Arsenic filter units using sustainable biopolymers
14 Dec 2015

Arsenic filter units using sustainable biopolymers

In many rural areas, substitution of arsenic contaminated drinking water by a safe source may not be possible and arsenic removal may be a more appropriate water supply option in these situations. Removal methods like coagulation, suffers from the drawback of sludge disposal and have difficulty consistently meeting a low-level MCL of 10 µg/l. Reverse osmosis and electrodialysis requires power input, results in 20 -25% water wastage, expensive and thus not suitable for rural areas, especially in regions of water scarcity. Methods like ion exchange resins remove only arsenate. The main drawback of AA adsorption technology –is the cost of the material, decreasing uptake at pH 8, requirement of regeneration and lack of selectivity for arsenic. The biggest challenges ahead lie in applying the technologies described in poor, rural settings, and in enabling those communities to choose safe sources of water for drinking and cooking.

Chitosan, has been reported to be an efficient heavy metal scavenger due to the presence of hydroxyl and amino group. Peninsular India with a large coastline contains numerous seafood processing industries, which generate chitosan as a waste product. Due to the versatility of chitosan towards heavy metal adsorption and efficiency of iron oxide hydroxide towards arsenic removal the iron oxide coated chitosan proved to be a novel adsorbent for the removal of both As (III) and As (V) from real life arsenic contaminated ground water (1). A domestic filter unit has been developed and design of the same is shown in Fig.1. An orifice was made (1.5 mm) using the brass and nut assembly. Flow rate was found to be 7 l/h and nylon filter bag was used in the upper chamber to hold the adsorbent. Around 500g of iron coated chitosan flakes was used as the adsorbent. The results obtained are shown in Fig. 2. It should be noted that with 10 ppb as the cut off, 500 l of water could be treated and with 50 ppb as cutoff 950 l of water could be treated. Further the used chitosan flakes could be easily regenerated with 0.1 N NaOH and exhausted adsorbent was found to be non-hazardous as per EPA’s TCLP leaching test. Additional advantage of using chitosan is that it has antibacterial property and hence fouling of the sorbent bed will not occur. Thus this chitosan-based adsorbent is cost effective and environment friendly and could be applied to treat both As (III) and As (V) contaminated ground water streams.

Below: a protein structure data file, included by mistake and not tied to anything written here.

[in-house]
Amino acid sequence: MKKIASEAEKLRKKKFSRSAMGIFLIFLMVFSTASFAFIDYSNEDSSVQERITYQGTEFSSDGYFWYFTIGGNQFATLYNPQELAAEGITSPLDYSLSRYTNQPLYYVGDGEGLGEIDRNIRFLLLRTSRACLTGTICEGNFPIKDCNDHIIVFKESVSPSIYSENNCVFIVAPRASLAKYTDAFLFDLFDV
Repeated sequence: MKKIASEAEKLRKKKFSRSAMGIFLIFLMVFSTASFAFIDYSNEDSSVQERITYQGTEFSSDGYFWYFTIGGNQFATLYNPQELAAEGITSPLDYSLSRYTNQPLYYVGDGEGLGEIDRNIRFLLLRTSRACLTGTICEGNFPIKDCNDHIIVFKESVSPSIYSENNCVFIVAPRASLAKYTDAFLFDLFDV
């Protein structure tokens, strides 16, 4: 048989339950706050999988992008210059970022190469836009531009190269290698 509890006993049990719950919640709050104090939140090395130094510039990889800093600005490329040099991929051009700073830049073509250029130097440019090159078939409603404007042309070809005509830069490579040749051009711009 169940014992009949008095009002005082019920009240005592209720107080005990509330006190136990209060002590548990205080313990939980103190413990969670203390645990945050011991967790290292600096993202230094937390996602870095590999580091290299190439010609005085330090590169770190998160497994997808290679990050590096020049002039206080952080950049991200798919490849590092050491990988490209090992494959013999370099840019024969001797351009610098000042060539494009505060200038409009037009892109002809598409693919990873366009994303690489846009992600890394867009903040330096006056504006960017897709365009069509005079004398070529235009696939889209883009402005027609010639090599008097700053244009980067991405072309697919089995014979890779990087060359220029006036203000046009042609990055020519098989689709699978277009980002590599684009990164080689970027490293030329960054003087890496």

1. Anjali Gupta and Nalini Sankararamakrishnan, Preparation and Evaluation of iron – chitosan composites for removal of As (III) and As (V) from arsenic contaminated real life groundwater, Water Research, 43, 2009, 3862 – 3870.

Schematic Representation of Arsenic domestic filter unit

Fig. 1. Schematic Representation of Arsenic domestic filter unit

Validation of Arsenic filter unit using Arsenic contaminated water

Fig. 2 Validation of Arsenic filter unit using Arsenic contaminated water

Total Arsenic concentration 192 ppb, pH of the water 7.82, flow rate 7 l, adsorbent dose 500 g of Iron Chitosan Flakes

About the Author:
Nalini Sankararamakrishnan is a Scientist at Centre for Environmental Science and Engineering, Indian institute of Technology, Kanpur

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